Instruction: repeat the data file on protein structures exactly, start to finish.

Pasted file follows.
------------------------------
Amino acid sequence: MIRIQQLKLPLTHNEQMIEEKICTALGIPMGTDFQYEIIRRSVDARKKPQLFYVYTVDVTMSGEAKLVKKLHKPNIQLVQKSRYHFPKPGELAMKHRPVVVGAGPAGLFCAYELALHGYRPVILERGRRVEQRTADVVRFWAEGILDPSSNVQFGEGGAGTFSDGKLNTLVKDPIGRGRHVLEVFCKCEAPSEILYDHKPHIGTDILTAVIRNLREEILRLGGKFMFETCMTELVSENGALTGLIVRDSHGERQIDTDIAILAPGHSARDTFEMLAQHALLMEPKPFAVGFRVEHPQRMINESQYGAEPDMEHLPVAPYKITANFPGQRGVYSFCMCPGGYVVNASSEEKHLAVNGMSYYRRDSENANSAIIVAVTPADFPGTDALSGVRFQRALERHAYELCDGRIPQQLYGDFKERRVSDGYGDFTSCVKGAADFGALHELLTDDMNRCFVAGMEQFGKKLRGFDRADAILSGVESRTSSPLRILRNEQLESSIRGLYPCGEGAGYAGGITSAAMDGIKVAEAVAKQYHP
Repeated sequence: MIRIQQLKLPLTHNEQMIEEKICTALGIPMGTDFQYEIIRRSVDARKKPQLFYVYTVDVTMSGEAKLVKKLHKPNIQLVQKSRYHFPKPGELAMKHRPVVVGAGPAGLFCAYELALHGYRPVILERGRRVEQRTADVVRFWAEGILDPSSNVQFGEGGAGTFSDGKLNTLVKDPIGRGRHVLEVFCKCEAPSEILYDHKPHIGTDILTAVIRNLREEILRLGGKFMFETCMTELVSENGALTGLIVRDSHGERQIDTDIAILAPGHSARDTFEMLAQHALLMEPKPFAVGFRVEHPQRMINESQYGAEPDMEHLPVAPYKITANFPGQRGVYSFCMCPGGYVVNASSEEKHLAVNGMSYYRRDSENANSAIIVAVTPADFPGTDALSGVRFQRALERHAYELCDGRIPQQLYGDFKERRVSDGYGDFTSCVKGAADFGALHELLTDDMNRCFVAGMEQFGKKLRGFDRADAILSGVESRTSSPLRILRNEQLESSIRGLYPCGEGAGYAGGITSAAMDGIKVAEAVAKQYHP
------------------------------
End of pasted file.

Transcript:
Amino acid sequence: MIRIQQLKLPLTHNEQMIEEKICTALGIPMGTDFQYEIIRRSVDARKKPQLFYVYTVDVTMSGEAKLVKKLHKPNIQLVQKSRYHFPKPGELAMKHRPVVVGAGPAGLFCAYELALHGYRPVILERGRRVEQRTADVVRFWAEGILDPSSNVQFGEGGAGTFSDGKLNTLVKDPIGRGRHVLEVFCKCEAPSEILYDHKPHIGTDILTAVIRNLREEILRLGGKFMFETCMTELVSENGALTGLIVRDSHGERQIDTDIAILAPGHSARDTFEMLAQHALLMEPKPFAVGFRVEHPQRMINESQYGAEPDMEHLPVAPYKITANFPGQRGVYSFCMCPGGYVVNASSEEKHLAVNGMSYYRRDSENANSAIIVAVTPADFPGTDALSGVRFQRALERHAYELCDGRIPQQLYGDFKERRVSDGYGDFTSCVKGAADFGALHELLTDDMNRCFVAGMEQFGKKLRGFDRADAILSGVESRTSSPLRILRNEQLESSIRGLYPCGEGAGYAGGITSAAMDGIKVAEAVAKQYHP
Repeated sequence: MIRIQQLKLPLTHNEQMIEEKICTALGIPMGTDFQYEIIRRSVDARKKPQLFYVYTVDVTMSGEAKLVKKLHKPNIQLVQKSRYHFPKPGELAMKHRPVVVGAGPAGLFCAYELALHGYRPVILERGRRVEQRTADVVRFWAEGILDPSSNVQFGEGGAGTFSDGKLNTLVKDPIGRGRHVLEVFCKCEAPSEILYDHKPHIGTDILTAVIRNLREEILRLGGKFMFETCMTELVSENGALTGLIVRDSHGERQIDTDIAILAPGHSARDTFEMLAQHALLMEPKPFAVGFRVEHPQRMINESQYGAEPDMEHLPVAPYKITANFPGQRGVYSFCMCPGGYVVNASSEEKHLAVNGMSYYRRDSENANSAIIVAVTPADFPGTDALSGVRFQRALERHAYELCDGRIPQQLYGDFKERRVSDGYGDFTSCVKGAADFGALHELLTDDMNRCFVAGMEQFGKKLRGFDRADAILSGVESRTSSPLRILRNEQLESSIRGLYPCGEGAGYAGGITSAAMDGIKVAEAVAKQYHP